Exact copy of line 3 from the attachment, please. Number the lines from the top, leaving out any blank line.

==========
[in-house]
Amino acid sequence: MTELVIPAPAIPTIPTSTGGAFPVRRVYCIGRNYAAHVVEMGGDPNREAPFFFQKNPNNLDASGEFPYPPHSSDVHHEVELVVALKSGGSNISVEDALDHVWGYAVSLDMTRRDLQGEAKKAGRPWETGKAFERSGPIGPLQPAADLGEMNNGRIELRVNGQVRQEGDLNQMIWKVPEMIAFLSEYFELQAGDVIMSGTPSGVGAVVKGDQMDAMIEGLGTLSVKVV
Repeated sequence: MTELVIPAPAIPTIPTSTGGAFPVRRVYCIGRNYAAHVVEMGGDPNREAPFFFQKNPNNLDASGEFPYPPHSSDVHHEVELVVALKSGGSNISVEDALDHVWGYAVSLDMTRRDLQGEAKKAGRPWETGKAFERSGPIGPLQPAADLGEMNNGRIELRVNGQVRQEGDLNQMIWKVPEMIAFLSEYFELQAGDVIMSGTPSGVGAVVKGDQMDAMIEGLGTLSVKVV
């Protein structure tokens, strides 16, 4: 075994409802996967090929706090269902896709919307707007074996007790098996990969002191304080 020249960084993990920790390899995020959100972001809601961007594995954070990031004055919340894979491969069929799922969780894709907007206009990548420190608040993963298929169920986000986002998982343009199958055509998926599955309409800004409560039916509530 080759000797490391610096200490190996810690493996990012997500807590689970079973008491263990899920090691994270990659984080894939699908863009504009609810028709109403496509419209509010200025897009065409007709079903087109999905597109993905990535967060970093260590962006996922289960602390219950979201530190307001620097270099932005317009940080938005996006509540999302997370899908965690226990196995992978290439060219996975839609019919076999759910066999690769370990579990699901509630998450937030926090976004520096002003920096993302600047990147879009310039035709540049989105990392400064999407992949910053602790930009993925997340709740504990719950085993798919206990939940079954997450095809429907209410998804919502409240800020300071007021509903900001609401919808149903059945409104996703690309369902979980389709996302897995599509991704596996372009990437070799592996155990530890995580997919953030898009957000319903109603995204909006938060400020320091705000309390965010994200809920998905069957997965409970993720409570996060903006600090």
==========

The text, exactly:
Repeated sequence: MTELVIPAPAIPTIPTSTGGAFPVRRVYCIGRNYAAHVVEMGGDPNREAPFFFQKNPNNLDASGEFPYPPHSSDVHHEVELVVALKSGGSNISVEDALDHVWGYAVSLDMTRRDLQGEAKKAGRPWETGKAFERSGPIGPLQPAADLGEMNNGRIELRVNGQVRQEGDLNQMIWKVPEMIAFLSEYFELQAGDVIMSGTPSGVGAVVKGDQMDAMIEGLGTLSVKVV